Interesting.
Everyone has their own perspective and history.
To be sure, if your Bimmer has just RWD your most important physical need is true winter tires. There are many good ones, we've had very good experience with Bridgestone Blizzaks. After that it's mostly about you.
We certainly don't get winters here like the folks up north but our 6-10 ice storms each year along with a few 4"-8" snows have a way of teaching one to drive 'patiently' and deliberately. Plan ahead. Think ahead.
Yes, throw a little weight in the boot but it's mainly about using your head and like mentioned earlier, get a little practice (in a safe place) learning your car's manners before you need to know them.

It often works well to drive in higher gears than normal. On ice I usually start out in 2nd and move into third within a few feet. This low RPM along with Gentle throttle management help avoid wheel-spin and fishtailing. The rest is just common sense.

In recent years we've been spoiled as we've had BMWs with xDrive and we've never been 'stuck' in one. We've run nothing but all-seasons on these vehicles. I've pushed through snow halfway up to the headlights, negotiated more miles on ice than any sane person should and driven in -20 degrees F ... on all-seasons. However, Blizzaks on the xDrives would be even better.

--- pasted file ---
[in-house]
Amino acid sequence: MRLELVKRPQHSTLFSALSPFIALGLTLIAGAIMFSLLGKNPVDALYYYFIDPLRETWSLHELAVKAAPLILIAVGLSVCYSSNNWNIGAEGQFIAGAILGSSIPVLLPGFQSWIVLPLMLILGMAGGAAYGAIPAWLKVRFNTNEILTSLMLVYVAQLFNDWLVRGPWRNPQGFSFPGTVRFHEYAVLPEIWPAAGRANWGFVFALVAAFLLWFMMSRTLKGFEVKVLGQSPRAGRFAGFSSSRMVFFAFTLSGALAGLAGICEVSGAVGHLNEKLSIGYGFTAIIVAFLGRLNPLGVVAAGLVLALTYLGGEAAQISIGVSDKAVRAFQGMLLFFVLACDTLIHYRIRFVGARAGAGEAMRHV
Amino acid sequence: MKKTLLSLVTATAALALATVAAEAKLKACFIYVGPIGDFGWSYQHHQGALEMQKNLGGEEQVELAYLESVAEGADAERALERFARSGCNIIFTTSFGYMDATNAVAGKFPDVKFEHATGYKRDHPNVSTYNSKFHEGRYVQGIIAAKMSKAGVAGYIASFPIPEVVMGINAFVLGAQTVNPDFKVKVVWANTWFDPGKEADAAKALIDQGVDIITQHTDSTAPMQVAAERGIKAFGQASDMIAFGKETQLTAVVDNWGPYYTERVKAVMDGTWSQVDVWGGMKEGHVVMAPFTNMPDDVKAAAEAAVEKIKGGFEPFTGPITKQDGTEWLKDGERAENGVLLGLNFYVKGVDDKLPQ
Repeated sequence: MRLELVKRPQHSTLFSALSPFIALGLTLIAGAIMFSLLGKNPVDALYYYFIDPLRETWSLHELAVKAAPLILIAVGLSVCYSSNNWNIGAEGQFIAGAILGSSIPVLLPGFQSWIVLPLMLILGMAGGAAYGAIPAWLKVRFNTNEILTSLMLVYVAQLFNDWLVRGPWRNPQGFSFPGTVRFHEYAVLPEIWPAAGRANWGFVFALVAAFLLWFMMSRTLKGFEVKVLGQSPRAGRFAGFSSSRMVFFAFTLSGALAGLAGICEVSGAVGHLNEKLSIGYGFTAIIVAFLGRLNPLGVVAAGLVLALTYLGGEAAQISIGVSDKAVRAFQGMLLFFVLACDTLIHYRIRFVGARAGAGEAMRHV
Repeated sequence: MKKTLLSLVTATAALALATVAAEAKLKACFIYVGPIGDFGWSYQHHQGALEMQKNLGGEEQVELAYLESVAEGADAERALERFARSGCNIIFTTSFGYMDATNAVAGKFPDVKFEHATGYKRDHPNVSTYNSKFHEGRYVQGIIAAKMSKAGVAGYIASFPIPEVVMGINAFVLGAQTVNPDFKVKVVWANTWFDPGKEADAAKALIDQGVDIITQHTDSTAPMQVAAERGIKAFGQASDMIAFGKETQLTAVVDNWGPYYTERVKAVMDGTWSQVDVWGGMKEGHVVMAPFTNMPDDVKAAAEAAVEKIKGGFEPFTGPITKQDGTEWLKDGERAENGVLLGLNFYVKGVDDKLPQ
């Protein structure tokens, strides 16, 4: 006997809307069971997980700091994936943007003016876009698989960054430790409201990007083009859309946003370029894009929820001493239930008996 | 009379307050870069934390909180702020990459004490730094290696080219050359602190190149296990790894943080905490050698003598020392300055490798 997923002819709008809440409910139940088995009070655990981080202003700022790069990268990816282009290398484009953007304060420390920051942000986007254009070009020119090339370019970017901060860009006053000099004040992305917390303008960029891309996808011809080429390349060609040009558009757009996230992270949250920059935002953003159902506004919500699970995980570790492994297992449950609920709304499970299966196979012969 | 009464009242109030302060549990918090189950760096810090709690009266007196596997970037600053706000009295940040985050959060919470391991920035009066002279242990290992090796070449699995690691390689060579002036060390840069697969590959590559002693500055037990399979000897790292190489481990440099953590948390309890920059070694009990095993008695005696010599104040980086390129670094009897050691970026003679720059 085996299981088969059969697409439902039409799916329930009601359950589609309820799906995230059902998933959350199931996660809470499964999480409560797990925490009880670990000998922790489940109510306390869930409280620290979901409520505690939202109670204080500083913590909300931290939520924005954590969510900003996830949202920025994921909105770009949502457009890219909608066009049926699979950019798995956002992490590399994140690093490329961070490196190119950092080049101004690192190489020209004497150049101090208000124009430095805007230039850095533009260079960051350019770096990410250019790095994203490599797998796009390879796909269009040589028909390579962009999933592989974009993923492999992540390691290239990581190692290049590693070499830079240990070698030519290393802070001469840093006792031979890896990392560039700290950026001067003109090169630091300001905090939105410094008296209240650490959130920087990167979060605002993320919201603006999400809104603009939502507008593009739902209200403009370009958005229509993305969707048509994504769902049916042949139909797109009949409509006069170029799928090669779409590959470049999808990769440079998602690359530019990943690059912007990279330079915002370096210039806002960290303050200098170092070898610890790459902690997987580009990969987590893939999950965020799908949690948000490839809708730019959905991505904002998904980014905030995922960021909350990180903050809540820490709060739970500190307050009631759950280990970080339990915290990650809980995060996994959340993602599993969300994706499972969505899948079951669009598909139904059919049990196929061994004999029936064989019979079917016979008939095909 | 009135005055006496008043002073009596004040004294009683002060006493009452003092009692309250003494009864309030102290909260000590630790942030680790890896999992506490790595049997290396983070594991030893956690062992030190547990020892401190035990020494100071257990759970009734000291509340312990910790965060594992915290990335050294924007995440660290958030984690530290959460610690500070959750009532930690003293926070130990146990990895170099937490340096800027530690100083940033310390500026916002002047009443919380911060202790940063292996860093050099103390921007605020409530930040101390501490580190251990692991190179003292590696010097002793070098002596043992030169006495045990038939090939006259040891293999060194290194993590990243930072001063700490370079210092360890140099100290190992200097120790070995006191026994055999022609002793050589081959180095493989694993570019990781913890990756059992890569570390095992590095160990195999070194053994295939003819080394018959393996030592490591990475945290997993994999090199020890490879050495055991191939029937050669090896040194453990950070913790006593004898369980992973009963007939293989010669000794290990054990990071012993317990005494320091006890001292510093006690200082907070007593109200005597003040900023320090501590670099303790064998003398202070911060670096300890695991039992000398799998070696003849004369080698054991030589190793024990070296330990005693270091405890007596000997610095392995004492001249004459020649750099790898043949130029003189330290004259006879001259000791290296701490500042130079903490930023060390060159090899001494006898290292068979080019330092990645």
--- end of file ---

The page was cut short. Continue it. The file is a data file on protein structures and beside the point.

Someone above said that his 4-series didn't do as well in snow as a prior 3-series. Our experience with E39s, E46s, E90s, X3s and now a 428xi has been pretty consistent. There are certainly things about the newer generations that we don't like as well as the earlier cars but they still get us around quite nicely.

Enjoy the ride.
.
 

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Winter is just around the bend and it may be time to get my ride winter ready. I just change the tires and call it a day. Usually that's enough unless the freak ice storm happens again.
 

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Winter is just around the bend and it may be time to get my ride winter ready. I just change the tires and call it a day. Usually that's enough unless the freak ice storm happens again.
Totally depends where you live. In the city the roads are cleared pretty regularly so its not like you;d have to have some more extreme solutions, like maybe you'd have t if you live in a more rural area.
 

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just hannnggg it out yo... dont be afraid if the back end waggles a bit. traction control can be your friend...
 

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From Canada and snow tires + extremely careful driving is enough. Doubt anyone will be driving in the freak ice storm or snow storm we had last year. I usually hibernate anyways and stock up my freezer for the winter.
Yes, I may be a bear.